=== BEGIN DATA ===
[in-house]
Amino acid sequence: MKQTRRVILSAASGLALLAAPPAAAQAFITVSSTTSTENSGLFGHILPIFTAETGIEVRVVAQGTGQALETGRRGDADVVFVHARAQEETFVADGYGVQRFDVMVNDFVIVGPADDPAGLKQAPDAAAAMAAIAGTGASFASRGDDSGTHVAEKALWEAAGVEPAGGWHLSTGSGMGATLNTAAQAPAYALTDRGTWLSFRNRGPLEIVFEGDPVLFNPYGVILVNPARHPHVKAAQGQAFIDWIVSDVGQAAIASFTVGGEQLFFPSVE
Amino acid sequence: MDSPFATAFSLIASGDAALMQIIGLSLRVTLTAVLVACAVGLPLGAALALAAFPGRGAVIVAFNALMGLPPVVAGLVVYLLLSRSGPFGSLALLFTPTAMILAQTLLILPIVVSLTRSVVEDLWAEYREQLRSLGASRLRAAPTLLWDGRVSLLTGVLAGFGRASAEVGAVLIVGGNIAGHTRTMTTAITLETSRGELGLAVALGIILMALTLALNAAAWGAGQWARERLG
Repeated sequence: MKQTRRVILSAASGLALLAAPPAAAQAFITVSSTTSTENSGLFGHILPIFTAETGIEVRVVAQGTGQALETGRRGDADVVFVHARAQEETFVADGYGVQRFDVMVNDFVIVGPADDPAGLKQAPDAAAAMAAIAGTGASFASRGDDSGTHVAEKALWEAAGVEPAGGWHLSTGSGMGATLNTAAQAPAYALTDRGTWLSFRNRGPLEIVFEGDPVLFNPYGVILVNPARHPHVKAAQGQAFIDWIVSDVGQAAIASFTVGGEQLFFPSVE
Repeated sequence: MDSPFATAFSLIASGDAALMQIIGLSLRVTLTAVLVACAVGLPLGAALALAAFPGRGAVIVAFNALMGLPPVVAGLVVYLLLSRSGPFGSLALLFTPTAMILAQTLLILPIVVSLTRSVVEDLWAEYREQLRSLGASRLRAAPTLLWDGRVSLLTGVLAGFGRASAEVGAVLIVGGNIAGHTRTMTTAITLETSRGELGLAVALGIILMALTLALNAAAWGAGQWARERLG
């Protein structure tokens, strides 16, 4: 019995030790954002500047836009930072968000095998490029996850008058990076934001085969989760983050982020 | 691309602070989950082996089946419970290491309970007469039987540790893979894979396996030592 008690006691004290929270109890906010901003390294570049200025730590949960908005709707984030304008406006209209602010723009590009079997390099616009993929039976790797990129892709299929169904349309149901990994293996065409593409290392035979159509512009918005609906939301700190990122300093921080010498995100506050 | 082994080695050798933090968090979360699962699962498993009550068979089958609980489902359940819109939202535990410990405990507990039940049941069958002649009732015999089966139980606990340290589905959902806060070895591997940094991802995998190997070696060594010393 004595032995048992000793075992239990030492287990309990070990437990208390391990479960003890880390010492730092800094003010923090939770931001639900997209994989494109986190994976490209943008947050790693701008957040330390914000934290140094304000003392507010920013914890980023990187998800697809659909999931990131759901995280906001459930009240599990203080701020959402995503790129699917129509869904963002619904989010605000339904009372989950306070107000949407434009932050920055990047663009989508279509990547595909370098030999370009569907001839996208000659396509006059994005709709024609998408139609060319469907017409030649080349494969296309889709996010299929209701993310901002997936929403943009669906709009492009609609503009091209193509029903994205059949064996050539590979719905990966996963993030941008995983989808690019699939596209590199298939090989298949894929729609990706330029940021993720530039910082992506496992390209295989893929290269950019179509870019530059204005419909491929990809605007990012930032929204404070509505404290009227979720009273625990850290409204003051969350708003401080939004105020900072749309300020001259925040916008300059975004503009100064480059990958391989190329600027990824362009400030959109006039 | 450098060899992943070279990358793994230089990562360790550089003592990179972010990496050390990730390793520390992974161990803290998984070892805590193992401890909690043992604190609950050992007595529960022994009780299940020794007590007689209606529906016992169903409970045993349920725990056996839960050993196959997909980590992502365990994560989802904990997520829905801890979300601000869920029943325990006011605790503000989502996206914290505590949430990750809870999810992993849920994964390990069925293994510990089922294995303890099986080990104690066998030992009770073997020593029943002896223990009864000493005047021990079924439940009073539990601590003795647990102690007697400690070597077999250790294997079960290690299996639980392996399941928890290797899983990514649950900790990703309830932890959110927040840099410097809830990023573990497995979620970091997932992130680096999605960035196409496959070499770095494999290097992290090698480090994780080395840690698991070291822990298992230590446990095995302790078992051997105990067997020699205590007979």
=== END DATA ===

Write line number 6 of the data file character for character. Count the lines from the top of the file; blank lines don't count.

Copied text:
């Protein structure tokens, strides 16, 4: 019995030790954002500047836009930072968000095998490029996850008058990076934001085969989760983050982020 | 691309602070989950082996089946419970290491309970007469039987540790893979894979396996030592 008690006691004290929270109890906010901003390294570049200025730590949960908005709707984030304008406006209209602010723009590009079997390099616009993929039976790797990129892709299929169904349309149901990994293996065409593409290392035979159509512009918005609906939301700190990122300093921080010498995100506050 | 082994080695050798933090968090979360699962699962498993009550068979089958609980489902359940819109939202535990410990405990507990039940049941069958002649009732015999089966139980606990340290589905959902806060070895591997940094991802995998190997070696060594010393 004595032995048992000793075992239990030492287990309990070990437990208390391990479960003890880390010492730092800094003010923090939770931001639900997209994989494109986190994976490209943008947050790693701008957040330390914000934290140094304000003392507010920013914890980023990187998800697809659909999931990131759901995280906001459930009240599990203080701020959402995503790129699917129509869904963002619904989010605000339904009372989950306070107000949407434009932050920055990047663009989508279509990547595909370098030999370009569907001839996208000659396509006059994005709709024609998408139609060319469907017409030649080349494969296309889709996010299929209701993310901002997936929403943009669906709009492009609609503009091209193509029903994205059949064996050539590979719905990966996963993030941008995983989808690019699939596209590199298939090989298949894929729609990706330029940021993720530039910082992506496992390209295989893929290269950019179509870019530059204005419909491929990809605007990012930032929204404070509505404290009227979720009273625990850290409204003051969350708003401080939004105020900072749309300020001259925040916008300059975004503009100064480059990958391989190329600027990824362009400030959109006039 | 450098060899992943070279990358793994230089990562360790550089003592990179972010990496050390990730390793520390992974161990803290998984070892805590193992401890909690043992604190609950050992007595529960022994009780299940020794007590007689209606529906016992169903409970045993349920725990056996839960050993196959997909980590992502365990994560989802904990997520829905801890979300601000869920029943325990006011605790503000989502996206914290505590949430990750809870999810992993849920994964390990069925293994510990089922294995303890099986080990104690066998030992009770073997020593029943002896223990009864000493005047021990079924439940009073539990601590003795647990102690007697400690070597077999250790294997079960290690299996639980392996399941928890290797899983990514649950900790990703309830932890959110927040840099410097809830990023573990497995979620970091997932992130680096999605960035196409496959070499770095494999290097992290090698480090994780080395840690698991070291822990298992230590446990095995302790078992051997105990067997020699205590007979």